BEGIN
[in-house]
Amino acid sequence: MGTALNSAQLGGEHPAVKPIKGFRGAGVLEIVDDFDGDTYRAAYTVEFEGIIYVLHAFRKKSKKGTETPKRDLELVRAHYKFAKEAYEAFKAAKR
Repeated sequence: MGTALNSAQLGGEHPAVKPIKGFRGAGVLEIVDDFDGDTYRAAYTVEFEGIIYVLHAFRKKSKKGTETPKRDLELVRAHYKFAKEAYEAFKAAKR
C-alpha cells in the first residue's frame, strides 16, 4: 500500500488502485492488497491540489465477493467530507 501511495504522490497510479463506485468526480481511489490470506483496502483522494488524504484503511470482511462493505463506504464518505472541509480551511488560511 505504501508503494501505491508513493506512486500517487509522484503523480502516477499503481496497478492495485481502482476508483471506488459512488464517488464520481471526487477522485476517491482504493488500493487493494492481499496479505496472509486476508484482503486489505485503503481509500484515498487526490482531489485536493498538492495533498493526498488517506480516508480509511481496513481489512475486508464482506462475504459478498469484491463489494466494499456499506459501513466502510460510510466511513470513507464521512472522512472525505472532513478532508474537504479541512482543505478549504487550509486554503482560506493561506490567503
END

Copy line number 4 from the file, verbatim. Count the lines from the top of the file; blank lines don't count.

C-alpha cells in the first residue's frame, strides 16, 4: 500500500488502485492488497491540489465477493467530507 501511495504522490497510479463506485468526480481511489490470506483496502483522494488524504484503511470482511462493505463506504464518505472541509480551511488560511 505504501508503494501505491508513493506512486500517487509522484503523480502516477499503481496497478492495485481502482476508483471506488459512488464517488464520481471526487477522485476517491482504493488500493487493494492481499496479505496472509486476508484482503486489505485503503481509500484515498487526490482531489485536493498538492495533498493526498488517506480516508480509511481496513481489512475486508464482506462475504459478498469484491463489494466494499456499506459501513466502510460510510466511513470513507464521512472522512472525505472532513478532508474537504479541512482543505478549504487550509486554503482560506493561506490567503